Not only are such pressures dangerous, but operators may not have any way to verify, in advance of performing the uncoupling operation, whether or not the line is pressurized. Further, even if an operator is aware that pressure is present, the operator may, through inattentiveness, negligence, or for other reasons, nevertheless attempt to uncouple the quick coupling device.

Additionally, fluid system components are often exposed to extreme temperatures, either from the environment or the fluid flowing through the fluid system. The extreme temperatures can cause the various fluid system components to expand or contract. Further, the various fluid system components may be formed of disparate materials, each having a different thermal expansion rate. Thus as a first component expands or contracts at one rate, and a second component expands or contracts at a another rate, the two components may become frictionally locked together, thereby making it difficult to disengage one component from another.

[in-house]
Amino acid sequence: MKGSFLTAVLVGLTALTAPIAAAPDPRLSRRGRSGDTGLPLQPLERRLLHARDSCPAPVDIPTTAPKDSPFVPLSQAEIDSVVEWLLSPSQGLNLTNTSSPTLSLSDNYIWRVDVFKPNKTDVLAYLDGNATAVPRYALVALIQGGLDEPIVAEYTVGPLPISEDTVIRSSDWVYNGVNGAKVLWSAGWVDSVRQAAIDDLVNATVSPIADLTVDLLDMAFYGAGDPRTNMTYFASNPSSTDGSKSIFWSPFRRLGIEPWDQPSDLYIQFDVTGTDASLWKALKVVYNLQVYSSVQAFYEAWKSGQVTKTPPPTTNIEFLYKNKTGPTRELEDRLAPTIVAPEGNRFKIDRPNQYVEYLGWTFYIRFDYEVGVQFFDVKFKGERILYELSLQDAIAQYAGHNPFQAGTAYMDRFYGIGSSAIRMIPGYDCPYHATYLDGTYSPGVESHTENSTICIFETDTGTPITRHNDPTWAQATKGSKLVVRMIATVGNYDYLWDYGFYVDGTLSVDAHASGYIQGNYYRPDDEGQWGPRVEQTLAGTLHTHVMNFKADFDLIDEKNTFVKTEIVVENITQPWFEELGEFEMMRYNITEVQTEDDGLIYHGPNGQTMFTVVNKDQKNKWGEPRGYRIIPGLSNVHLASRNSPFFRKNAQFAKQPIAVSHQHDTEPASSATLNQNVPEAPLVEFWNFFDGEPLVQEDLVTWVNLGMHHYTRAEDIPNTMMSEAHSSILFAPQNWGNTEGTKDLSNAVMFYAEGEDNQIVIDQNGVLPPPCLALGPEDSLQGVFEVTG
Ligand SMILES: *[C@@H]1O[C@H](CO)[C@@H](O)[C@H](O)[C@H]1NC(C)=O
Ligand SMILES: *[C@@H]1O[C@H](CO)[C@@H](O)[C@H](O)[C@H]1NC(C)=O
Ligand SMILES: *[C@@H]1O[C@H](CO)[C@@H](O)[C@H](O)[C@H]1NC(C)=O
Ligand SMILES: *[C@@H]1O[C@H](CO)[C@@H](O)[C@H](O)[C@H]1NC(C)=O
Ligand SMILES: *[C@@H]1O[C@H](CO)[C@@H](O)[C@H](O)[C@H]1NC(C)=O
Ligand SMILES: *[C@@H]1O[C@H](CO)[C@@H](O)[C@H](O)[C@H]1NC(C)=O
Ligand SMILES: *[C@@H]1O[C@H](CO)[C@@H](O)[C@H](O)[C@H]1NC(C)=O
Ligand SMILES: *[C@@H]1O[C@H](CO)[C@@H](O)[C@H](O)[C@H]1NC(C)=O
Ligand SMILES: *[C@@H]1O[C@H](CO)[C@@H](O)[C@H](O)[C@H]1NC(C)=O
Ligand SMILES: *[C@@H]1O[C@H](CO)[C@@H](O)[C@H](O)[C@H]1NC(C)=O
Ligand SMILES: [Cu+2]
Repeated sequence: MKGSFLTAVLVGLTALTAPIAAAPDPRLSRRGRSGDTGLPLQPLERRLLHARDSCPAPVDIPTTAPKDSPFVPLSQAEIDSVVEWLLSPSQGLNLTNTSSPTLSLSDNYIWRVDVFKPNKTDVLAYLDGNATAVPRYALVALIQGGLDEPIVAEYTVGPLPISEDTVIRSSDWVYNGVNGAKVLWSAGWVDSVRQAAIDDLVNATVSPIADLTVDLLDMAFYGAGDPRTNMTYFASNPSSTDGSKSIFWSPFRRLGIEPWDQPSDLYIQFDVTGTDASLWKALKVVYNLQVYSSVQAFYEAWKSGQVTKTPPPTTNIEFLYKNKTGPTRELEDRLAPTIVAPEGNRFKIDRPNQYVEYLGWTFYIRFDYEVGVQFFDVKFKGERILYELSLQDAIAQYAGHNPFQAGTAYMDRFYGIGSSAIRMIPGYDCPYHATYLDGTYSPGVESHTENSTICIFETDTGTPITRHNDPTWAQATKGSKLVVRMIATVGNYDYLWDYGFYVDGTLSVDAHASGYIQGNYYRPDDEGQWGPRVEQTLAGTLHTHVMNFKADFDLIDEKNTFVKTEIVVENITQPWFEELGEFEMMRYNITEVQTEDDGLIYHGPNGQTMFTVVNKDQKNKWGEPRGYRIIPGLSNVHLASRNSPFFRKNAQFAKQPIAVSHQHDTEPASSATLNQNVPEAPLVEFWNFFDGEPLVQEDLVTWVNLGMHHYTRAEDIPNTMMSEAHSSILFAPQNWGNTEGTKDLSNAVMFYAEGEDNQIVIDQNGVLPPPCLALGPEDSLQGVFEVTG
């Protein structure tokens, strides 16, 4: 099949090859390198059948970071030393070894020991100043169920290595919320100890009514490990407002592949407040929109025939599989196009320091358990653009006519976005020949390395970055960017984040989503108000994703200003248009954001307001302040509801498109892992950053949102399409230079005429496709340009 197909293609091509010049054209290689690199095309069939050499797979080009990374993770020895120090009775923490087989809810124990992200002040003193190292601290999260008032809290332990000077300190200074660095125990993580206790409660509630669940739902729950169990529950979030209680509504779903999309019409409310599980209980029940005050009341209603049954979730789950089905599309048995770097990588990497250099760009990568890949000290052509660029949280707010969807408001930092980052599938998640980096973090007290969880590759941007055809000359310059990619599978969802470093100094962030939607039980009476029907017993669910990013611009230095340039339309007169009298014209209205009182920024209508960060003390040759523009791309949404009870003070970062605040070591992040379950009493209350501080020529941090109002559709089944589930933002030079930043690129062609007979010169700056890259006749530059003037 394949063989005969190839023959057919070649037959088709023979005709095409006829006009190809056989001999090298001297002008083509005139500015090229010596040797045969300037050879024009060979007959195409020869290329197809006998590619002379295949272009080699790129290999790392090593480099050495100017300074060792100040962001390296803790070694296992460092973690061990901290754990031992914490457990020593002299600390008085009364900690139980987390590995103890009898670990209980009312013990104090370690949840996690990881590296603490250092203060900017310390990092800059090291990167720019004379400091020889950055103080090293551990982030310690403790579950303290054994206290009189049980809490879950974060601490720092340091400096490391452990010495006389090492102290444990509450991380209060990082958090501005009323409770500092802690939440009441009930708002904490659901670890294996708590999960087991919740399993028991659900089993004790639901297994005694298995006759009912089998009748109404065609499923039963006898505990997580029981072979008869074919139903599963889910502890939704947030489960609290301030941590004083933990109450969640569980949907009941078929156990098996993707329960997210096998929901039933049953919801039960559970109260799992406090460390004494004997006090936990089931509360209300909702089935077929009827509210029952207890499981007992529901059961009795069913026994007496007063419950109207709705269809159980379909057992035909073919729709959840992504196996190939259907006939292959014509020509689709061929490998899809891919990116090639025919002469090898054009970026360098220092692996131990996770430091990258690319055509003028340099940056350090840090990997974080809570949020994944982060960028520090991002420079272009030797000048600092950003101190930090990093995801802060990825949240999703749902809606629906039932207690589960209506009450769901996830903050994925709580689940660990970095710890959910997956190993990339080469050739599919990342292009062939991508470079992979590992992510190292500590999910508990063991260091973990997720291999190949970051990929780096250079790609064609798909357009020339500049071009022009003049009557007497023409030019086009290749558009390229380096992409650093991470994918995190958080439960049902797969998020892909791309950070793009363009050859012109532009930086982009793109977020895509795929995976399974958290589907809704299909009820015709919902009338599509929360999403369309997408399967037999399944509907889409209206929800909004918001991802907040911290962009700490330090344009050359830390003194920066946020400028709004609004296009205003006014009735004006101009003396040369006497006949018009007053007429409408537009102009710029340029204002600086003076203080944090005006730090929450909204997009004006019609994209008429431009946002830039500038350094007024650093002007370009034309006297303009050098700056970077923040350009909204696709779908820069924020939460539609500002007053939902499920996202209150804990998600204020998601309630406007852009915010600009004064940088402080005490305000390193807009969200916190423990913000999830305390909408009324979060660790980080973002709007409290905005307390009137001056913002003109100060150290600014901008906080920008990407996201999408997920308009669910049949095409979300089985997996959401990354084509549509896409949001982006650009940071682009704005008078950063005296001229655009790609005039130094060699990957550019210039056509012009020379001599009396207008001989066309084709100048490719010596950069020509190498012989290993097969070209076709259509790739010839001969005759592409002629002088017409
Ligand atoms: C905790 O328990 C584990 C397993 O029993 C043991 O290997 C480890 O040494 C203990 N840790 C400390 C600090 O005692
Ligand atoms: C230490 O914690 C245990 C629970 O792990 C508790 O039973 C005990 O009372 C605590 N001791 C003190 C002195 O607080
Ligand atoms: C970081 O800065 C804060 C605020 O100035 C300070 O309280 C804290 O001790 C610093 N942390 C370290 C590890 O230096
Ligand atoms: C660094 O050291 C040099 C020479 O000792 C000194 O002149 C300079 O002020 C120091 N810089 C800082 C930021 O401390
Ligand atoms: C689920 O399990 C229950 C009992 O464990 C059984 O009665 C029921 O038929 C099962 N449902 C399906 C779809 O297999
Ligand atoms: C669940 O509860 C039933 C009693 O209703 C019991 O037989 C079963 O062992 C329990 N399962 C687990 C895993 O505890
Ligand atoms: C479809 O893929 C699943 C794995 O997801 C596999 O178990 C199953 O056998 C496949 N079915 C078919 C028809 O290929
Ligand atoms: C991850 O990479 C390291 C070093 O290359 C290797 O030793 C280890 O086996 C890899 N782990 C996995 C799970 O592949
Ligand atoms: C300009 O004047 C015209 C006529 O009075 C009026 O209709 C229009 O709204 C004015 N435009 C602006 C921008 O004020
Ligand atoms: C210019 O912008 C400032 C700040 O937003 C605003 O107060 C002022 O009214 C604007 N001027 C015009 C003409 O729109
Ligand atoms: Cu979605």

In view of the foregoing, what is needed is a fluid system component having features directed to addressing the foregoing exemplary considerations, as well as other considerations not disclosed herein. More particularly, an exemplary fluid system component includes features directed to facilitating the secure engagement, and ready disengagement, of the mating halves of the fluid system component, while at the same time preventing intentional or accidental disengagement of the mating halves when a predetermined pressure is present in the line.

BRIEF SUMMARY